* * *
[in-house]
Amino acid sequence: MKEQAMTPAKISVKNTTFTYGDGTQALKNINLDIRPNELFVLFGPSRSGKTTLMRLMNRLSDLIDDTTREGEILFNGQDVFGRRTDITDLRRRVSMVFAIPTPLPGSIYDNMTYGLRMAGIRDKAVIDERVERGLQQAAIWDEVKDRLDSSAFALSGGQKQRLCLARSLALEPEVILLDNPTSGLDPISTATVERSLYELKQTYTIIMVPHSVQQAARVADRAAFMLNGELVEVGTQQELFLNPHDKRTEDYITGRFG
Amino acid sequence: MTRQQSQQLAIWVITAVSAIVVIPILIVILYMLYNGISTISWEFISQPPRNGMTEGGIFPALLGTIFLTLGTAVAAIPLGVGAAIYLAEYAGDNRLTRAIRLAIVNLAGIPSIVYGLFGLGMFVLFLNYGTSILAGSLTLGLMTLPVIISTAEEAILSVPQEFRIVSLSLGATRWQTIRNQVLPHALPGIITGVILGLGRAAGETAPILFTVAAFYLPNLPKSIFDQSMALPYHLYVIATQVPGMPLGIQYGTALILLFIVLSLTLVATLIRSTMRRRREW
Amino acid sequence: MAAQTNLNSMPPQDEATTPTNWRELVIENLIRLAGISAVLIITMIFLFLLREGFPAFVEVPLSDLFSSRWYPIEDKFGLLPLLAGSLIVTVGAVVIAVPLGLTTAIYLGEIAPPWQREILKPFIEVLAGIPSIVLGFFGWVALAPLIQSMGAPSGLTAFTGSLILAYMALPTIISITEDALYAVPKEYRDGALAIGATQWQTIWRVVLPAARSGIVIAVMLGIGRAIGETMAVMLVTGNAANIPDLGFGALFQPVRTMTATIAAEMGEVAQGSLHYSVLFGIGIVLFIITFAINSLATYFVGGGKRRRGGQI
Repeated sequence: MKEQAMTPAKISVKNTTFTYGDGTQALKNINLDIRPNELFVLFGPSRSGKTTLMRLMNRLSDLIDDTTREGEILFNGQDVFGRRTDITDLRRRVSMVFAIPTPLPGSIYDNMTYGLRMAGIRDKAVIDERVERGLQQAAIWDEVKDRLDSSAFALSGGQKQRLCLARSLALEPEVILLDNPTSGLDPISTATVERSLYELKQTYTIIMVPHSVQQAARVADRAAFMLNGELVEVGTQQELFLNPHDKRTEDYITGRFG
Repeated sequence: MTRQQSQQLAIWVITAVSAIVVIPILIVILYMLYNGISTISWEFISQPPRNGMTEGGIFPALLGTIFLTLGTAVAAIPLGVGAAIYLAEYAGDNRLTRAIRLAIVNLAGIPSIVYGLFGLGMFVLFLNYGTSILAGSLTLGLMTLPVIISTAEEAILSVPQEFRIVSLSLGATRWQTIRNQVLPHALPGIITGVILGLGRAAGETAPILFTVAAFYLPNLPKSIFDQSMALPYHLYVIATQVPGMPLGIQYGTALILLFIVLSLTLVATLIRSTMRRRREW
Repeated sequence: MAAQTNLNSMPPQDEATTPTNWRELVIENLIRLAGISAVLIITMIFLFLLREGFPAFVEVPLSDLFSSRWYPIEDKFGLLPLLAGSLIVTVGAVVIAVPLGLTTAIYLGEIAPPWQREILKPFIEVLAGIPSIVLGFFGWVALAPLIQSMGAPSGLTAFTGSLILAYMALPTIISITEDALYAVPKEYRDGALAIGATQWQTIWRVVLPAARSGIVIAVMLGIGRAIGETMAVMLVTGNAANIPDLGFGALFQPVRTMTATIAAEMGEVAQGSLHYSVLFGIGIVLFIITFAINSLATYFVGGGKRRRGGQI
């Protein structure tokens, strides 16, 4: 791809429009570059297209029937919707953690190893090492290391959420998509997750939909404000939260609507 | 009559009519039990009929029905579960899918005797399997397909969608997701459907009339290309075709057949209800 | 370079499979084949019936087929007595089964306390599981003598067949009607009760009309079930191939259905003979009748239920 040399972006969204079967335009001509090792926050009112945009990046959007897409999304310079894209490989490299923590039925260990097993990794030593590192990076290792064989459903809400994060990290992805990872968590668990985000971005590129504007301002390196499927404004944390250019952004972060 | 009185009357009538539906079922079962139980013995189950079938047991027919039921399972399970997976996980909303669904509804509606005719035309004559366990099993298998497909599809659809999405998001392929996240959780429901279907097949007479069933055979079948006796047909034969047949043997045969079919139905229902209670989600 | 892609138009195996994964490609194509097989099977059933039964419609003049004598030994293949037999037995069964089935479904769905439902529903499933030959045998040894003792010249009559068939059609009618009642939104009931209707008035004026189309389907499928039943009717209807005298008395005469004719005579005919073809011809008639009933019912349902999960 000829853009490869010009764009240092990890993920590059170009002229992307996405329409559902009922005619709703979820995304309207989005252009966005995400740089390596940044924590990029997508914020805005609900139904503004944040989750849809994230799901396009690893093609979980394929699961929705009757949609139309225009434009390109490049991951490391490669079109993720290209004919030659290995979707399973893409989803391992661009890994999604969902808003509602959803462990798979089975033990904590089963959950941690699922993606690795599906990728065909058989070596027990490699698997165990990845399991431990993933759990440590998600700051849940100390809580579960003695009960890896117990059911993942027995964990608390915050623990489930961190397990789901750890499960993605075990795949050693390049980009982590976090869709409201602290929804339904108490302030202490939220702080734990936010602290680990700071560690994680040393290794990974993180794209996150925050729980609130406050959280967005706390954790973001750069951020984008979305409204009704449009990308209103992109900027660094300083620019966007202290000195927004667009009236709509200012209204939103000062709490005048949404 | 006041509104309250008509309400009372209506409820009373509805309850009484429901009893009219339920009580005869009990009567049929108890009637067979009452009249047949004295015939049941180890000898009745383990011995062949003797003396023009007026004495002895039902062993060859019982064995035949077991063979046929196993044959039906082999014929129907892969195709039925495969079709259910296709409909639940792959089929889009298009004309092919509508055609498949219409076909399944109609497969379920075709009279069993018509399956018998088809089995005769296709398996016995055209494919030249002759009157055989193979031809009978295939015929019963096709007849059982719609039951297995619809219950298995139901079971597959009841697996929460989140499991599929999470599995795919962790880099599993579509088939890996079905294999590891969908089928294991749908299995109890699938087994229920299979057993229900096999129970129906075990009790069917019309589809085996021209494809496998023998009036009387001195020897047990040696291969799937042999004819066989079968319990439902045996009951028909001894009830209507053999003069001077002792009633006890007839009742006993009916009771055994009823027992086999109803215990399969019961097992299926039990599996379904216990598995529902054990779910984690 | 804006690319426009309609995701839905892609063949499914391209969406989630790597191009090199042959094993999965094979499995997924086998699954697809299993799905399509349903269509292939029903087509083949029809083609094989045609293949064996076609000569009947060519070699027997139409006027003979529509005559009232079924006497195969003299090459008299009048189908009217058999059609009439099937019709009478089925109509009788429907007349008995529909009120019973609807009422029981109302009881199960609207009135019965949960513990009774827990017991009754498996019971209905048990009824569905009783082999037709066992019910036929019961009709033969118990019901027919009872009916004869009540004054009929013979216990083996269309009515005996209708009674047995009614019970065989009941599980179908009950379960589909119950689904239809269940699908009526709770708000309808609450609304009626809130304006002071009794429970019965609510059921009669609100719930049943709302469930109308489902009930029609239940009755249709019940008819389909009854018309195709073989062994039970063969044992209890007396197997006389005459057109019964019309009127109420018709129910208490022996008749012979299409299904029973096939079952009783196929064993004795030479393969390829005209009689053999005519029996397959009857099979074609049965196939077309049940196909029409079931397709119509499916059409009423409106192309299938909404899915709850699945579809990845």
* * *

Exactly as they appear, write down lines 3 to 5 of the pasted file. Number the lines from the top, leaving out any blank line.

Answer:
Amino acid sequence: MTRQQSQQLAIWVITAVSAIVVIPILIVILYMLYNGISTISWEFISQPPRNGMTEGGIFPALLGTIFLTLGTAVAAIPLGVGAAIYLAEYAGDNRLTRAIRLAIVNLAGIPSIVYGLFGLGMFVLFLNYGTSILAGSLTLGLMTLPVIISTAEEAILSVPQEFRIVSLSLGATRWQTIRNQVLPHALPGIITGVILGLGRAAGETAPILFTVAAFYLPNLPKSIFDQSMALPYHLYVIATQVPGMPLGIQYGTALILLFIVLSLTLVATLIRSTMRRRREW
Amino acid sequence: MAAQTNLNSMPPQDEATTPTNWRELVIENLIRLAGISAVLIITMIFLFLLREGFPAFVEVPLSDLFSSRWYPIEDKFGLLPLLAGSLIVTVGAVVIAVPLGLTTAIYLGEIAPPWQREILKPFIEVLAGIPSIVLGFFGWVALAPLIQSMGAPSGLTAFTGSLILAYMALPTIISITEDALYAVPKEYRDGALAIGATQWQTIWRVVLPAARSGIVIAVMLGIGRAIGETMAVMLVTGNAANIPDLGFGALFQPVRTMTATIAAEMGEVAQGSLHYSVLFGIGIVLFIITFAINSLATYFVGGGKRRRGGQI
Repeated sequence: MKEQAMTPAKISVKNTTFTYGDGTQALKNINLDIRPNELFVLFGPSRSGKTTLMRLMNRLSDLIDDTTREGEILFNGQDVFGRRTDITDLRRRVSMVFAIPTPLPGSIYDNMTYGLRMAGIRDKAVIDERVERGLQQAAIWDEVKDRLDSSAFALSGGQKQRLCLARSLALEPEVILLDNPTSGLDPISTATVERSLYELKQTYTIIMVPHSVQQAARVADRAAFMLNGELVEVGTQQELFLNPHDKRTEDYITGRFG